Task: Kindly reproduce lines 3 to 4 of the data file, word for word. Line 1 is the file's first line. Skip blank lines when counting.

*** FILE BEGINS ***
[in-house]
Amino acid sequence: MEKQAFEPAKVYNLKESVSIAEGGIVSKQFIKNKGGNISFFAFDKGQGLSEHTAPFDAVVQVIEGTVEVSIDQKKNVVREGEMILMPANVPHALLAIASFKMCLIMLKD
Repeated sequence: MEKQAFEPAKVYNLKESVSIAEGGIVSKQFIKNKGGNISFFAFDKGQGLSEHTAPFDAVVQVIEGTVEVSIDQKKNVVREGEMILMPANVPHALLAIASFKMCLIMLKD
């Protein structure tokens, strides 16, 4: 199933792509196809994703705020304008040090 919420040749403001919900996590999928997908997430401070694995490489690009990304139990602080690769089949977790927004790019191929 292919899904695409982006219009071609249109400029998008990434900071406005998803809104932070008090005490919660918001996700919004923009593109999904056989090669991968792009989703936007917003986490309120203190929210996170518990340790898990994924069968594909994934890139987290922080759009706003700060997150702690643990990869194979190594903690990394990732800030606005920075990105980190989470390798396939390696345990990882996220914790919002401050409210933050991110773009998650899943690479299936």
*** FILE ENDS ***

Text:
Repeated sequence: MEKQAFEPAKVYNLKESVSIAEGGIVSKQFIKNKGGNISFFAFDKGQGLSEHTAPFDAVVQVIEGTVEVSIDQKKNVVREGEMILMPANVPHALLAIASFKMCLIMLKD
């Protein structure tokens, strides 16, 4: 199933792509196809994703705020304008040090 919420040749403001919900996590999928997908997430401070694995490489690009990304139990602080690769089949977790927004790019191929 292919899904695409982006219009071609249109400029998008990434900071406005998803809104932070008090005490919660918001996700919004923009593109999904056989090669991968792009989703936007917003986490309120203190929210996170518990340790898990994924069968594909994934890139987290922080759009706003700060997150702690643990990869194979190594903690990394990732800030606005920075990105980190989470390798396939390696345990990882996220914790919002401050409210933050991110773009998650899943690479299936």